Aside from the types of planes we fly, Axiom's purpose and training methods are what truly makes it unique. As of the time of this writing, the airlines are in a pilot shortage, making becoming an airline pilot incredibly lucrative. Because of this, many flight schools have shifted their focus from training good safe pilots to training pilots who can meet the minimum requirements and get out of their hair as quickly as possible while paying top dollar.
While Axiom is also in the business of making money, our primary focus has always been and will always be flying. Everyone at Axiom, from the owner to the Chief Financial Officer, are pilots. Here you will find no bureaucrats or pencil pushers—just people who love to fly.
At Axiom, we train all our students to be safe pilots with good piloting abilities and judgment skills. This reigns true for all of our students, regardless of their end goals.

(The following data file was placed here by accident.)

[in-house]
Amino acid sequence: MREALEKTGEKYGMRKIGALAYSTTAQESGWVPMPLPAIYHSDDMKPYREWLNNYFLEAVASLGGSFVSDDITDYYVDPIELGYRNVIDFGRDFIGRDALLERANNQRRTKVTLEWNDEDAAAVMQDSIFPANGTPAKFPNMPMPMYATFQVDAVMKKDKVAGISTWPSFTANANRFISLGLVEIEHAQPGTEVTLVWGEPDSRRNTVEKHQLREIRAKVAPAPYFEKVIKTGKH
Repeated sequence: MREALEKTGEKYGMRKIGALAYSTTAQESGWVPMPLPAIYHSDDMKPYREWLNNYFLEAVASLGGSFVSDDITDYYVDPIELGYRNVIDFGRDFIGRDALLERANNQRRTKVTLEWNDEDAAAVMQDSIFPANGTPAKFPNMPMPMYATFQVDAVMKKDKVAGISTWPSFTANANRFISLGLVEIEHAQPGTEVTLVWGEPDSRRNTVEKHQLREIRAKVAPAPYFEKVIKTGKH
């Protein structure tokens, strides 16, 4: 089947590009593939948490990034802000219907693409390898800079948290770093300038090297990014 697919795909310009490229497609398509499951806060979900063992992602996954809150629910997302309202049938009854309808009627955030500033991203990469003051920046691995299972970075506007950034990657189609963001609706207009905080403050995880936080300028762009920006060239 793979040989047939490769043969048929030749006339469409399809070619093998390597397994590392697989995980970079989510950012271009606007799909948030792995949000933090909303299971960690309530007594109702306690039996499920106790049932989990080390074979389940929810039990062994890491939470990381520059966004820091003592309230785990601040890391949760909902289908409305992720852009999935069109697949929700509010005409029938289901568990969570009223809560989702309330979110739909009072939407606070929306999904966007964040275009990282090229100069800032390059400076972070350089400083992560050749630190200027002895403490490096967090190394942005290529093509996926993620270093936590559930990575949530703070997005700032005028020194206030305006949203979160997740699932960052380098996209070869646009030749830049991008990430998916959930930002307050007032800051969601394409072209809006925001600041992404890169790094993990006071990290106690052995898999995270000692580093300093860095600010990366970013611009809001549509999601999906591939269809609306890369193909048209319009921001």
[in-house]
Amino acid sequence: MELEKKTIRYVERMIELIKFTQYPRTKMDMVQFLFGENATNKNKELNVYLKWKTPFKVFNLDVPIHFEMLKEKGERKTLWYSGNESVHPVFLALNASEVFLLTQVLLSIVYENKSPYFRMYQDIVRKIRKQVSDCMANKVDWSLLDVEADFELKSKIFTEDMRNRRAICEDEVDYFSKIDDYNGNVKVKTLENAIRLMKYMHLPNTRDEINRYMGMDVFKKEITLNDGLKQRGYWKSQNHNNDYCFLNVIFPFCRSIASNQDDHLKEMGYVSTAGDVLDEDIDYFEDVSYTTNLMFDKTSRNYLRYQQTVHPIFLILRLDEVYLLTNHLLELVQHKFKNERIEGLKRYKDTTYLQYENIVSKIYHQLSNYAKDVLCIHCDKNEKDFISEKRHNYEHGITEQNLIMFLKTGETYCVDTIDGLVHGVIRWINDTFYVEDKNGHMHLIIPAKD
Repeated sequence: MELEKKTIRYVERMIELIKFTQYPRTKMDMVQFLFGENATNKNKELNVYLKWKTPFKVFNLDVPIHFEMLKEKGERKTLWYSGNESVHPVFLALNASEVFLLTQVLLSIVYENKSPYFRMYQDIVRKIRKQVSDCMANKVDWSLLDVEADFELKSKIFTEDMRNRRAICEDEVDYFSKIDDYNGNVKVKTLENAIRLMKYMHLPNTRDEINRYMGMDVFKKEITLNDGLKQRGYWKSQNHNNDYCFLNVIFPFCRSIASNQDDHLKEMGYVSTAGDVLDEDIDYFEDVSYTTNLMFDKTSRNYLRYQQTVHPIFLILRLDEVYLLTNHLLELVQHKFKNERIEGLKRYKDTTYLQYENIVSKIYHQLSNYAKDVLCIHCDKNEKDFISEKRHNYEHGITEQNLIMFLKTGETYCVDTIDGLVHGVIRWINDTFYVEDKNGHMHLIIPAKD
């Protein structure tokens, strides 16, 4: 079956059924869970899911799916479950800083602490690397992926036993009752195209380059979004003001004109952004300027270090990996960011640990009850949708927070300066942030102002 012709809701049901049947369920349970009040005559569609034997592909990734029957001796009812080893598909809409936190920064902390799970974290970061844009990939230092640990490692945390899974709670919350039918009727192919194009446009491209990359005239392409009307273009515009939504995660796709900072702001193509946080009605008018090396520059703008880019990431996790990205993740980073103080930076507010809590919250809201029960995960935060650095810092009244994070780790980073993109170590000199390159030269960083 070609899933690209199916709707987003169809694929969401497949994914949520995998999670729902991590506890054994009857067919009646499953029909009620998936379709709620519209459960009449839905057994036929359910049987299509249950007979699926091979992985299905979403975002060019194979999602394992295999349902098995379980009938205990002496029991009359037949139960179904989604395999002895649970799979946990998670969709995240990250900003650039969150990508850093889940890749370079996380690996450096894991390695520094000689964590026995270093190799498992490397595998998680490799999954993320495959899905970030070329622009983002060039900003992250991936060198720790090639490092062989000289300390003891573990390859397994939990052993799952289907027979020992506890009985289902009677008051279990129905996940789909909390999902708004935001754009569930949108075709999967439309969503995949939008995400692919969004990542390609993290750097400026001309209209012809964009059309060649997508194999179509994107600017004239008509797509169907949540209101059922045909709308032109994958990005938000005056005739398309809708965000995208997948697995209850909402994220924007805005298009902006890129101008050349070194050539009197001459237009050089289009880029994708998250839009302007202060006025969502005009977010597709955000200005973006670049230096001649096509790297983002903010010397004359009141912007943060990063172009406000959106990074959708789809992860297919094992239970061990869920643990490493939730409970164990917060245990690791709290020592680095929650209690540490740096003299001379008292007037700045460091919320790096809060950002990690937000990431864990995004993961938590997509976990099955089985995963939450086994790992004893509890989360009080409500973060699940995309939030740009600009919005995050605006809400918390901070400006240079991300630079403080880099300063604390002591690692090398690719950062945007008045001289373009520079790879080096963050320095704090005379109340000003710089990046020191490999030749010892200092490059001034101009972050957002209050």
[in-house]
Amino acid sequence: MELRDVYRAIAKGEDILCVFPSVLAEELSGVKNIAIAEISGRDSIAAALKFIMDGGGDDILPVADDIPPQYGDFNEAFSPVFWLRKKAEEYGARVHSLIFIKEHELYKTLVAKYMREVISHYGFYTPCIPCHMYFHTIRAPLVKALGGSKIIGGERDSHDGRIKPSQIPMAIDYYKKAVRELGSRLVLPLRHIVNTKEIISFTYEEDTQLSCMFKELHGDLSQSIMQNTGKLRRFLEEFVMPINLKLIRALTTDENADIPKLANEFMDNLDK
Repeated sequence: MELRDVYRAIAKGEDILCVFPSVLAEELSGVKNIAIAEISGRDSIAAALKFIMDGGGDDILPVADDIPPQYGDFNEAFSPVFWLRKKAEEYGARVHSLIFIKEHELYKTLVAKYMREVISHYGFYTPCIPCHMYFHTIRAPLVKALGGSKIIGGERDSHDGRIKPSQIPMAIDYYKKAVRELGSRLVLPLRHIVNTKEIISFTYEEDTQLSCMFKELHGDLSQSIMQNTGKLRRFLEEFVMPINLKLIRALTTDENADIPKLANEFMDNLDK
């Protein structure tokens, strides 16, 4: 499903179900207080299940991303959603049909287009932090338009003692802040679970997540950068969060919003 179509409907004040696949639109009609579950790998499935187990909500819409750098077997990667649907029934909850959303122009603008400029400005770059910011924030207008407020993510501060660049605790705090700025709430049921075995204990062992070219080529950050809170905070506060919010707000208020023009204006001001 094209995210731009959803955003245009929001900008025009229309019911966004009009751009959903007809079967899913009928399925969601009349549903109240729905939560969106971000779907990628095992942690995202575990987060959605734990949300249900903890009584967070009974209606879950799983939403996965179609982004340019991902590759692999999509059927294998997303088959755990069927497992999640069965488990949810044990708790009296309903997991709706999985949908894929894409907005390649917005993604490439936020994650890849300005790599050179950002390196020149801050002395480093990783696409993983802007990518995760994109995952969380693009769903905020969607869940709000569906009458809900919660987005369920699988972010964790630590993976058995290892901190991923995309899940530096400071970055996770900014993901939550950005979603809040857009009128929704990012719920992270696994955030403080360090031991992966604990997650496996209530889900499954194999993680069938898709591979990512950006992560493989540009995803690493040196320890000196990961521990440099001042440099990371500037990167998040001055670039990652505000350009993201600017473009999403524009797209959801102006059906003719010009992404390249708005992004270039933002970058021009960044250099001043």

How long will it take me to obtain my PPL?
Flight and ground training at Axiom are done one-on-one between the student and instructor, so scheduling is flexible. Those who attend school part-time may attend as few as 2 to 3 times per week. However, they may attend up to 5+ days per week if they wish to finish faster.
A day of flight training typically involves a 2-hour flight block, 1-2 hours doing ground instruction with an instructor, and 2 to 3 hours of studying. Or 6 to 8 hours per day of flight training. Meaning that the more you fly, the more you have to work.
Those that attend school around five times per week can expect to earn their PPL in roughly 3 months. In contrast, those who only attend twice weekly can expect to earn their certificate in approximately 6 months.
What does it cost?
The total cost of obtaining a PPL varies based on how many hours a student needs to become proficient. The average price is around $20,000. Contact us for a specific cost breakdown and quote to learn more.
Excited to get started on your journey to become a pilot? Give us a call or shoot us a text at 262-297-4568. Or email us at email@example.com.